President Luis Arce’s career has mirrored Bolivia’s economic trajectory from boom to bust

LA PAZ, Bolivia (AP) — The president of Bolivia, who was the target of a failed coup Wednesday, is a 60-year-old leftist whom many see as an opponent of Washington-backed free-market and neoliberal policies.

Luis Arce, who studied economics in London, was economy minister under President Evo Morales, whose time in office from 2006 to 2019 made him an icon of the Latin American left.

After Morales left office, Arce became president in November 2020, following Jeanine Añez’s short time in office.

Bolivian television showed Arce confronting the apparent leader of the rebellion — the general commander of the army — in the hallway of the government palace Wednesday night.

“I am your captain, and I order you to withdraw your soldiers, and I will not allow this insubordination,” Arce said.

Arce named a new army commander, who immediately ordered the troops to stand down. Their retreat ended the rebellion after just three hours.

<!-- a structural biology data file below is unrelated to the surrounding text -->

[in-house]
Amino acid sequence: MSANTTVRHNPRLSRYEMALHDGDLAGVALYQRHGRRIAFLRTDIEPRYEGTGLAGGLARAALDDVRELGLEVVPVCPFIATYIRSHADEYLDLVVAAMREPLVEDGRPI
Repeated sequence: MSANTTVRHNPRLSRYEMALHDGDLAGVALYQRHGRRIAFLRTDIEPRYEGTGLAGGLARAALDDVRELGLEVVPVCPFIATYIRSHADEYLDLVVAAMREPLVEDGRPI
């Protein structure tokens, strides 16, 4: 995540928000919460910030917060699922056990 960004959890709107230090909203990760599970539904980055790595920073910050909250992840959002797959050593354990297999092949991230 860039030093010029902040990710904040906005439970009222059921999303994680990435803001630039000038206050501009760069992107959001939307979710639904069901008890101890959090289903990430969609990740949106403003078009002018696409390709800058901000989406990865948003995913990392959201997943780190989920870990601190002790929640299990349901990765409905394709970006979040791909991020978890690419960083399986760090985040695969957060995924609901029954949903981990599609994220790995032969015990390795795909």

Arce’s career has mirrored Bolivia’s economic trajectory from boom to bust. He worked in the Central Bank from 1987 to 2006 and worked for Morales administering a bonanza in metals and hydrocarbons prices that came to be known as the “Bolivian Miracle.”

But by the time Arce took office, Bolivia was hard-hit by the COVID-19 pandemic and social tensions set off by Morales’ 2019 departure after street protests and extreme pressure from the military.

Neoliberal reforms in the 1990s helped Bolivia become a significant energy producer, and it moved from a low-income to a middle-income nation, according to the World Bank. The percentage of people in extreme poverty fell to 15%, the state built highways and cable cars, and cities grew.

But incomes began to fall in 2014.

Assuming the presidency, Arce described his country’s recession as the worst in 40 years.

He recently said gasoline and diesel production no longer covered national consumption, and that the country had to import 86% of its diesel and 56% of its gasoline because of a lack of exploration and production.

Households also have been forced to grapple with high food prices.

Meanwhile, tensions between Morales and his party continued to rise.

In November, Arce criticized his opponents and said they “dreamed of new coups d’état.”

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